Steven: Being there, you know, I understand that people who don’t have direct patient contact may feel a tremendous amount of apprehension at the thought of having a disclosure discussion with patients, but you know, being there helps you ensure that your story comes out.
Yolanda: I’ve had instances on the phone with members, where there was a patient safety incident and the clinician who had the patient in the office with him or her had the non-clinician, in this case, the laboratory specialist, on the telephone during the disclosure discussion. So, he was able to share in more of the fact-finding without physically being present but was still present at that discussion. So, there are multiple models.
Steven: Right and I can imagine how helpful and supportive that must have felt for the patient to say this team cared enough to join in by teleconference to be part of that explanation.
Yolanda: That discussion.
Steven: Yeah. Yolanda, let’s look at a different example here. I’m thinking of a patient who was seen in emergency with a pulmonary embolism. The emergency physician sees a few ECGs from a previous visit that that patient had had at the hospital and sees what he clearly identifies as atrial fibrillation and he discovers that the patient had not been anticoagulated. It’d be easy to rush to the conclusion that well, this AFib was clearly missed and had this patient been anticoagulated, the PE would not have happened, right?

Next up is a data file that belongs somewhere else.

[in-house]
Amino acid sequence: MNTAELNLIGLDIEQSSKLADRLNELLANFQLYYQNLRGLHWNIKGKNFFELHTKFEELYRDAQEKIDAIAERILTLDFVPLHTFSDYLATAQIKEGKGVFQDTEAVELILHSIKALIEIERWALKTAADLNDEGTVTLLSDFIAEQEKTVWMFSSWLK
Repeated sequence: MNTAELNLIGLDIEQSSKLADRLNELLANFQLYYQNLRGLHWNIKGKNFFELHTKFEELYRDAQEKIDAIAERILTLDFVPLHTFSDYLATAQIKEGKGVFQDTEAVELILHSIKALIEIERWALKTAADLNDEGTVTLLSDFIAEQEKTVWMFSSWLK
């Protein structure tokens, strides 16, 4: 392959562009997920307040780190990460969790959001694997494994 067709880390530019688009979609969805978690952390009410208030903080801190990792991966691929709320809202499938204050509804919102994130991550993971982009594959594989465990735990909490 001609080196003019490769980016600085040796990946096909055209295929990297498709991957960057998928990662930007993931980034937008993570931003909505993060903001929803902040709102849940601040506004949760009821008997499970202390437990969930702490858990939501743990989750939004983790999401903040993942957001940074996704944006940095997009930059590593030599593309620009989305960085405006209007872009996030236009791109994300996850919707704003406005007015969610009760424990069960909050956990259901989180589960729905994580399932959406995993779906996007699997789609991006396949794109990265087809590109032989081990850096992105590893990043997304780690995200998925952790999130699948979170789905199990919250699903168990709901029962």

Yolanda: Exactly. It’s so important that we resist the tendency to lay blame because, in fact, we may discover there was a very good reason not to anticoagulate this patient. In this case, this was a patient at high risk for bleeding and for whom anticoagulation was actually relatively contraindicated. So, after a thorough discussion, the clinician and the patient decided not to proceed with anticoagulation.
Steven: Yeah and you see the emergency physician had no way of knowing that with the patient in front of them at that moment. So, you know, we’re all going to end up faced with situations like that, where we do not quite understand the reasoning of the person who provided care ahead of us. So, in a similar situation, the advice we would give is look, raise the issue professionally with the patient, but frame the conversation not as an “I can’t believe they did that,” but rather as “I’ll help you get the information you need.” There’s a piece of information here that I’m missing that you should go and discuss with your previous physician.
Yolanda: So really stressing the principle of explore but don’t ignore. So, it’s okay to acknowledge that you don’t understand the situation but that it may very well be because of lack of critical information.